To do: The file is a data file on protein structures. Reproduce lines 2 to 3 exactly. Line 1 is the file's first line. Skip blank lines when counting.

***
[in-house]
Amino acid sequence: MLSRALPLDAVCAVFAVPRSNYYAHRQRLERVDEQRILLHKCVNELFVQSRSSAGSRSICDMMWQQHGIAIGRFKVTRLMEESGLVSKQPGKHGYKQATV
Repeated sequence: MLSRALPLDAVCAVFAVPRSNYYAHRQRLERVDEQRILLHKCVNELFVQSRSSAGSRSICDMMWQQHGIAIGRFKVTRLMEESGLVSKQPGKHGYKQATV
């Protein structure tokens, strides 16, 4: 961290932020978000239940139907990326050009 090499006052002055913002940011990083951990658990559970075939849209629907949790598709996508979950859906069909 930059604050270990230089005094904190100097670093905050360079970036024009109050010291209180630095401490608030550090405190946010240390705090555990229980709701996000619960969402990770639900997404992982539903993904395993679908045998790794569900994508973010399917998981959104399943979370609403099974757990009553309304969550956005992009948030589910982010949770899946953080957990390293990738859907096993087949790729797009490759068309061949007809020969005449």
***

Amino acid sequence: MLSRALPLDAVCAVFAVPRSNYYAHRQRLERVDEQRILLHKCVNELFVQSRSSAGSRSICDMMWQQHGIAIGRFKVTRLMEESGLVSKQPGKHGYKQATV
Repeated sequence: MLSRALPLDAVCAVFAVPRSNYYAHRQRLERVDEQRILLHKCVNELFVQSRSSAGSRSICDMMWQQHGIAIGRFKVTRLMEESGLVSKQPGKHGYKQATV